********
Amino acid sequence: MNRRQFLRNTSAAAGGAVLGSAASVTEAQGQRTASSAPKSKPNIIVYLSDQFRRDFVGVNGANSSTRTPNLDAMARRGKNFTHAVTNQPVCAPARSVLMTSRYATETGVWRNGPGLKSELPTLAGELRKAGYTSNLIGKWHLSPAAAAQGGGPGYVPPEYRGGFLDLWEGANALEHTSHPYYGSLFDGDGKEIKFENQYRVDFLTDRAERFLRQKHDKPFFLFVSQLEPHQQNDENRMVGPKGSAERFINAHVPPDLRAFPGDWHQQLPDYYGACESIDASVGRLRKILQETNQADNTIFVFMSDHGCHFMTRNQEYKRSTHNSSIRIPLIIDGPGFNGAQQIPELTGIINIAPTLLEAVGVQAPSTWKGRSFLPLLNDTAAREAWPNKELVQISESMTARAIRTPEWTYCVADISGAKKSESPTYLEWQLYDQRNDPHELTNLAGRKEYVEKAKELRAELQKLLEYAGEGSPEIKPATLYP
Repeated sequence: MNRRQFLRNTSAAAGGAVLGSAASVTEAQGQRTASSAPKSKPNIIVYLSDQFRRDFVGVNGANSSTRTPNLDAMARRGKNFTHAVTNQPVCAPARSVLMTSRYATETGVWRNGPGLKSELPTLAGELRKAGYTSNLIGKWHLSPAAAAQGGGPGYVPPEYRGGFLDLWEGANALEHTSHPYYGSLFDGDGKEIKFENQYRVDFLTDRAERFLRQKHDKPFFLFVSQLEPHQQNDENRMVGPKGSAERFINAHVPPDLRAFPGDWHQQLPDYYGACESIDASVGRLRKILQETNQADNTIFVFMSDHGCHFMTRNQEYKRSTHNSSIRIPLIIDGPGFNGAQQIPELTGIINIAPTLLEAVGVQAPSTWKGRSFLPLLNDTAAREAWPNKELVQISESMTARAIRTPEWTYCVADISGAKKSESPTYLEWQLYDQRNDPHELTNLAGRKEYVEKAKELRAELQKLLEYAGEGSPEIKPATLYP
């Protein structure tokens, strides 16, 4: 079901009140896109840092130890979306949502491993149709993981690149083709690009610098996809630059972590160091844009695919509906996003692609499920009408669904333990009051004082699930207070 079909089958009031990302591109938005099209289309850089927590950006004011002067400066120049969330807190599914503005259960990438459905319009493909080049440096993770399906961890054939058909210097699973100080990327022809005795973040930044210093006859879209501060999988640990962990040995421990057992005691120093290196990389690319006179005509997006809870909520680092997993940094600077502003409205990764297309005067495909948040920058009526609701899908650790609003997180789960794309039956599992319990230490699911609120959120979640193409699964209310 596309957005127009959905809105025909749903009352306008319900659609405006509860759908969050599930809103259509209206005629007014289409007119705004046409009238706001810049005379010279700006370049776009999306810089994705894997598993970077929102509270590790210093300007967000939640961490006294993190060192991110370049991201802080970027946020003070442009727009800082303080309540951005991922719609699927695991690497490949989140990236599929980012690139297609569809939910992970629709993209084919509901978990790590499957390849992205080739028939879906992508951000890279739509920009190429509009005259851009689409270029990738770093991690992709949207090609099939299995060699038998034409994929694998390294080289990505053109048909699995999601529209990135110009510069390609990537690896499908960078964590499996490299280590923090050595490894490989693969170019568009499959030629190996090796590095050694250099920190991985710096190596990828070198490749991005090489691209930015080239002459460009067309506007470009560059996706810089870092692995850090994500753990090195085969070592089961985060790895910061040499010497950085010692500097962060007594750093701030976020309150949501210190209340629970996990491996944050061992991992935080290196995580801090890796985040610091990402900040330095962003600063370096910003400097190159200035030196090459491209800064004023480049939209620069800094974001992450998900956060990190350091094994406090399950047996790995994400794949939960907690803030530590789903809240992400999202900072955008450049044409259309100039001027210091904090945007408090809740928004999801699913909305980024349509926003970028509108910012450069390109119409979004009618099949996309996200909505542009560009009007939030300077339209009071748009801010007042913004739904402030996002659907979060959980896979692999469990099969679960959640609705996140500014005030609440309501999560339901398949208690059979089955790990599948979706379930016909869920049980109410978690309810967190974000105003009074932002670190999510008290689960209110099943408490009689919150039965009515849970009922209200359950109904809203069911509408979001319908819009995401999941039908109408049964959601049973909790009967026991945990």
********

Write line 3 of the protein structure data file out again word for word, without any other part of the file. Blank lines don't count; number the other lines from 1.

């Protein structure tokens, strides 16, 4: 079901009140896109840092130890979306949502491993149709993981690149083709690009610098996809630059972590160091844009695919509906996003692609499920009408669904333990009051004082699930207070 079909089958009031990302591109938005099209289309850089927590950006004011002067400066120049969330807190599914503005259960990438459905319009493909080049440096993770399906961890054939058909210097699973100080990327022809005795973040930044210093006859879209501060999988640990962990040995421990057992005691120093290196990389690319006179005509997006809870909520680092997993940094600077502003409205990764297309005067495909948040920058009526609701899908650790609003997180789960794309039956599992319990230490699911609120959120979640193409699964209310 596309957005127009959905809105025909749903009352306008319900659609405006509860759908969050599930809103259509209206005629007014289409007119705004046409009238706001810049005379010279700006370049776009999306810089994705894997598993970077929102509270590790210093300007967000939640961490006294993190060192991110370049991201802080970027946020003070442009727009800082303080309540951005991922719609699927695991690497490949989140990236599929980012690139297609569809939910992970629709993209084919509901978990790590499957390849992205080739028939879906992508951000890279739509920009190429509009005259851009689409270029990738770093991690992709949207090609099939299995060699038998034409994929694998390294080289990505053109048909699995999601529209990135110009510069390609990537690896499908960078964590499996490299280590923090050595490894490989693969170019568009499959030629190996090796590095050694250099920190991985710096190596990828070198490749991005090489691209930015080239002459460009067309506007470009560059996706810089870092692995850090994500753990090195085969070592089961985060790895910061040499010497950085010692500097962060007594750093701030976020309150949501210190209340629970996990491996944050061992991992935080290196995580801090890796985040610091990402900040330095962003600063370096910003400097190159200035030196090459491209800064004023480049939209620069800094974001992450998900956060990190350091094994406090399950047996790995994400794949939960907690803030530590789903809240992400999202900072955008450049044409259309100039001027210091904090945007408090809740928004999801699913909305980024349509926003970028509108910012450069390109119409979004009618099949996309996200909505542009560009009007939030300077339209009071748009801010007042913004739904402030996002659907979060959980896979692999469990099969679960959640609705996140500014005030609440309501999560339901398949208690059979089955790990599948979706379930016909869920049980109410978690309810967190974000105003009074932002670190999510008290689960209110099943408490009689919150039965009515849970009922209200359950109904809203069911509408979001319908819009995401999941039908109408049964959601049973909790009967026991945990």